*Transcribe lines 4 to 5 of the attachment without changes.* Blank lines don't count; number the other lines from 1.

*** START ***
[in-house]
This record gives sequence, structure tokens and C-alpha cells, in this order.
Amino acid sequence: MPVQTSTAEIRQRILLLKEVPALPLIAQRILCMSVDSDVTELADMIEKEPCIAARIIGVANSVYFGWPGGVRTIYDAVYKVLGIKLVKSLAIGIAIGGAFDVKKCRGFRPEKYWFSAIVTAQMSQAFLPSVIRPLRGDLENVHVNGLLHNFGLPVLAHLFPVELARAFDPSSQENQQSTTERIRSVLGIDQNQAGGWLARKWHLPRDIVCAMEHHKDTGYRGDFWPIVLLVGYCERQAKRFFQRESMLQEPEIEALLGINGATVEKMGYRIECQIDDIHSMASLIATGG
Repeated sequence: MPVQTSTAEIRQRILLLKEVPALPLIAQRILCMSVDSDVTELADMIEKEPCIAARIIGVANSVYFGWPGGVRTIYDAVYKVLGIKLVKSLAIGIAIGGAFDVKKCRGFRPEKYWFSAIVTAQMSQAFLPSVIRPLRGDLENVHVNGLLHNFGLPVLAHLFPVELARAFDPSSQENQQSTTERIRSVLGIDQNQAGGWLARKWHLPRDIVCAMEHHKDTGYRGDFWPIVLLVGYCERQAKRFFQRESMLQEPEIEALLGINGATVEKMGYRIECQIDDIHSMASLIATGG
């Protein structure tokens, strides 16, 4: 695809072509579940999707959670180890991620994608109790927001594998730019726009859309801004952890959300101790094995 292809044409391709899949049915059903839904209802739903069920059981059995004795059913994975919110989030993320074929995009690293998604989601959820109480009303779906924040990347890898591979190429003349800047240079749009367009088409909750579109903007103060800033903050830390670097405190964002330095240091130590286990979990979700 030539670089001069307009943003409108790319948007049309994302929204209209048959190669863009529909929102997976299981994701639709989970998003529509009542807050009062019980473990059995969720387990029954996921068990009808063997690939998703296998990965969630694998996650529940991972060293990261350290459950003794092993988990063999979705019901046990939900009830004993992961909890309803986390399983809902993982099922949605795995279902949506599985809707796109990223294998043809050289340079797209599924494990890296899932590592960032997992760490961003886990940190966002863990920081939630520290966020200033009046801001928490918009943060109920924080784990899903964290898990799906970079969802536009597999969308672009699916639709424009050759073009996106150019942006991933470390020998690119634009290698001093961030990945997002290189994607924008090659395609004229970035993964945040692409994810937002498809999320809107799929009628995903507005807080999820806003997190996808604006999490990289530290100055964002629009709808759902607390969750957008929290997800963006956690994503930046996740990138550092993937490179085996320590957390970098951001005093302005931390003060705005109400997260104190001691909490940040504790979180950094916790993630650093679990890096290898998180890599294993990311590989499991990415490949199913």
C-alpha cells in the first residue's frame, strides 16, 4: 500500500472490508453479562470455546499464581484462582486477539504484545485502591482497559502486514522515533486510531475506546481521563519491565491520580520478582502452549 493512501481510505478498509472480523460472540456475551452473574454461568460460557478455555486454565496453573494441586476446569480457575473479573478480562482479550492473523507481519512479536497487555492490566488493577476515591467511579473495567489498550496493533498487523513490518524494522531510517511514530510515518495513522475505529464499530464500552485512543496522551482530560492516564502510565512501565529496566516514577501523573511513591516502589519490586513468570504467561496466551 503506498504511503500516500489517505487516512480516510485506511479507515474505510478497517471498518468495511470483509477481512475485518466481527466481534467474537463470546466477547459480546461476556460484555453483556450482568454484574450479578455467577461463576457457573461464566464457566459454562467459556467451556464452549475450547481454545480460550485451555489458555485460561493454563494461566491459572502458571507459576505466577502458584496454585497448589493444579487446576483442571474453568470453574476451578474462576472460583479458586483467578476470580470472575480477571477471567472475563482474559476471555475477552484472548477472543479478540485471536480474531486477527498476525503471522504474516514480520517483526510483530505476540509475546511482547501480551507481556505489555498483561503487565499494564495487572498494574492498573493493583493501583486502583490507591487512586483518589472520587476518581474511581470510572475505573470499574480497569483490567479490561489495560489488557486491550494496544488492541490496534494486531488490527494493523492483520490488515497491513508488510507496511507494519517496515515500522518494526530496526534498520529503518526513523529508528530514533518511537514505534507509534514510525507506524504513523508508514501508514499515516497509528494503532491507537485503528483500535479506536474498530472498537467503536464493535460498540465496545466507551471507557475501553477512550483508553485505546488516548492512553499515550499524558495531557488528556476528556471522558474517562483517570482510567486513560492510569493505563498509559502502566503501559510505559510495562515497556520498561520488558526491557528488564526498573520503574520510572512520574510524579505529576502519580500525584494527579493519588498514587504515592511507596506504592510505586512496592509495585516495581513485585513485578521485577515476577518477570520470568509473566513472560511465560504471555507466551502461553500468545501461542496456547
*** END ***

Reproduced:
Repeated sequence: MPVQTSTAEIRQRILLLKEVPALPLIAQRILCMSVDSDVTELADMIEKEPCIAARIIGVANSVYFGWPGGVRTIYDAVYKVLGIKLVKSLAIGIAIGGAFDVKKCRGFRPEKYWFSAIVTAQMSQAFLPSVIRPLRGDLENVHVNGLLHNFGLPVLAHLFPVELARAFDPSSQENQQSTTERIRSVLGIDQNQAGGWLARKWHLPRDIVCAMEHHKDTGYRGDFWPIVLLVGYCERQAKRFFQRESMLQEPEIEALLGINGATVEKMGYRIECQIDDIHSMASLIATGG
């Protein structure tokens, strides 16, 4: 695809072509579940999707959670180890991620994608109790927001594998730019726009859309801004952890959300101790094995 292809044409391709899949049915059903839904209802739903069920059981059995004795059913994975919110989030993320074929995009690293998604989601959820109480009303779906924040990347890898591979190429003349800047240079749009367009088409909750579109903007103060800033903050830390670097405190964002330095240091130590286990979990979700 030539670089001069307009943003409108790319948007049309994302929204209209048959190669863009529909929102997976299981994701639709989970998003529509009542807050009062019980473990059995969720387990029954996921068990009808063997690939998703296998990965969630694998996650529940991972060293990261350290459950003794092993988990063999979705019901046990939900009830004993992961909890309803986390399983809902993982099922949605795995279902949506599985809707796109990223294998043809050289340079797209599924494990890296899932590592960032997992760490961003886990940190966002863990920081939630520290966020200033009046801001928490918009943060109920924080784990899903964290898990799906970079969802536009597999969308672009699916639709424009050759073009996106150019942006991933470390020998690119634009290698001093961030990945997002290189994607924008090659395609004229970035993964945040692409994810937002498809999320809107799929009628995903507005807080999820806003997190996808604006999490990289530290100055964002629009709808759902607390969750957008929290997800963006956690994503930046996740990138550092993937490179085996320590957390970098951001005093302005931390003060705005109400997260104190001691909490940040504790979180950094916790993630650093679990890096290898998180890599294993990311590989499991990415490949199913």